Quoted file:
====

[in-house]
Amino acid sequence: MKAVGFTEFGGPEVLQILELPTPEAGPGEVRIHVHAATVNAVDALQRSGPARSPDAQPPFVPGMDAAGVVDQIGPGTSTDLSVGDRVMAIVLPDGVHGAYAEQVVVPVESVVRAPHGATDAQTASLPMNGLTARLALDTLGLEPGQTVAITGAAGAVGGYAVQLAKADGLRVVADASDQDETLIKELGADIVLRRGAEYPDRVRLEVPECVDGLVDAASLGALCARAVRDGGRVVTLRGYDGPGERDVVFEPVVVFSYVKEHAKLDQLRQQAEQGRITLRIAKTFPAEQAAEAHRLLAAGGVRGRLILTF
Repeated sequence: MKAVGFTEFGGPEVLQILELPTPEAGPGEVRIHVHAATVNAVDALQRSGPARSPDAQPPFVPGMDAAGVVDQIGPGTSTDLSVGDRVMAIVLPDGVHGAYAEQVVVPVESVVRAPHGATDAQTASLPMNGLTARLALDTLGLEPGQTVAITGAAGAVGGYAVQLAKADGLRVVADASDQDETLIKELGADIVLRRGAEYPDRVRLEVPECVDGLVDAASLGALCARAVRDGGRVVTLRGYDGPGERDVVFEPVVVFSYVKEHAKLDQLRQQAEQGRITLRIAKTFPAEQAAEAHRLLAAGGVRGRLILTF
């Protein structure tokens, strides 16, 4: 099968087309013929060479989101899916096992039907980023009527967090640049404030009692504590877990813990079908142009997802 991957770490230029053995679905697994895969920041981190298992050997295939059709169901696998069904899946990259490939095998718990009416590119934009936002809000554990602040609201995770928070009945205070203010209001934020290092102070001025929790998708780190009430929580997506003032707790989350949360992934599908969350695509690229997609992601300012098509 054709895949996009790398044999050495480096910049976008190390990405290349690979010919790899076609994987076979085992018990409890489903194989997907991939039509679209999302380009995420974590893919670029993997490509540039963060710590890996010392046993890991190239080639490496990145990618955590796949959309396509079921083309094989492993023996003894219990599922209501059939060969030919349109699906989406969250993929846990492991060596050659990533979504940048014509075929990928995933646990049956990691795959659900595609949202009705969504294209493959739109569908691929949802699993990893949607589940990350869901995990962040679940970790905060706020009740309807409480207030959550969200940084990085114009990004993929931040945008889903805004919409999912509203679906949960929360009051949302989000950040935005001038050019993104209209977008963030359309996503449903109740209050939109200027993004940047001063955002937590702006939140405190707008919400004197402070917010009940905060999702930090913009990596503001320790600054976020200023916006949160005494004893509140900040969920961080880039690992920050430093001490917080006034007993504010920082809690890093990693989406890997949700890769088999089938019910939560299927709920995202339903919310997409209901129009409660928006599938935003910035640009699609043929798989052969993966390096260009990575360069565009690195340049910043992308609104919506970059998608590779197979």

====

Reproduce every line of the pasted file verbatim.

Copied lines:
[in-house]
Amino acid sequence: MKAVGFTEFGGPEVLQILELPTPEAGPGEVRIHVHAATVNAVDALQRSGPARSPDAQPPFVPGMDAAGVVDQIGPGTSTDLSVGDRVMAIVLPDGVHGAYAEQVVVPVESVVRAPHGATDAQTASLPMNGLTARLALDTLGLEPGQTVAITGAAGAVGGYAVQLAKADGLRVVADASDQDETLIKELGADIVLRRGAEYPDRVRLEVPECVDGLVDAASLGALCARAVRDGGRVVTLRGYDGPGERDVVFEPVVVFSYVKEHAKLDQLRQQAEQGRITLRIAKTFPAEQAAEAHRLLAAGGVRGRLILTF
Repeated sequence: MKAVGFTEFGGPEVLQILELPTPEAGPGEVRIHVHAATVNAVDALQRSGPARSPDAQPPFVPGMDAAGVVDQIGPGTSTDLSVGDRVMAIVLPDGVHGAYAEQVVVPVESVVRAPHGATDAQTASLPMNGLTARLALDTLGLEPGQTVAITGAAGAVGGYAVQLAKADGLRVVADASDQDETLIKELGADIVLRRGAEYPDRVRLEVPECVDGLVDAASLGALCARAVRDGGRVVTLRGYDGPGERDVVFEPVVVFSYVKEHAKLDQLRQQAEQGRITLRIAKTFPAEQAAEAHRLLAAGGVRGRLILTF
């Protein structure tokens, strides 16, 4: 099968087309013929060479989101899916096992039907980023009527967090640049404030009692504590877990813990079908142009997802 991957770490230029053995679905697994895969920041981190298992050997295939059709169901696998069904899946990259490939095998718990009416590119934009936002809000554990602040609201995770928070009945205070203010209001934020290092102070001025929790998708780190009430929580997506003032707790989350949360992934599908969350695509690229997609992601300012098509 054709895949996009790398044999050495480096910049976008190390990405290349690979010919790899076609994987076979085992018990409890489903194989997907991939039509679209999302380009995420974590893919670029993997490509540039963060710590890996010392046993890991190239080639490496990145990618955590796949959309396509079921083309094989492993023996003894219990599922209501059939060969030919349109699906989406969250993929846990492991060596050659990533979504940048014509075929990928995933646990049956990691795959659900595609949202009705969504294209493959739109569908691929949802699993990893949607589940990350869901995990962040679940970790905060706020009740309807409480207030959550969200940084990085114009990004993929931040945008889903805004919409999912509203679906949960929360009051949302989000950040935005001038050019993104209209977008963030359309996503449903109740209050939109200027993004940047001063955002937590702006939140405190707008919400004197402070917010009940905060999702930090913009990596503001320790600054976020200023916006949160005494004893509140900040969920961080880039690992920050430093001490917080006034007993504010920082809690890093990693989406890997949700890769088999089938019910939560299927709920995202339903919310997409209901129009409660928006599938935003910035640009699609043929798989052969993966390096260009990575360069565009690195340049910043992308609104919506970059998608590779197979």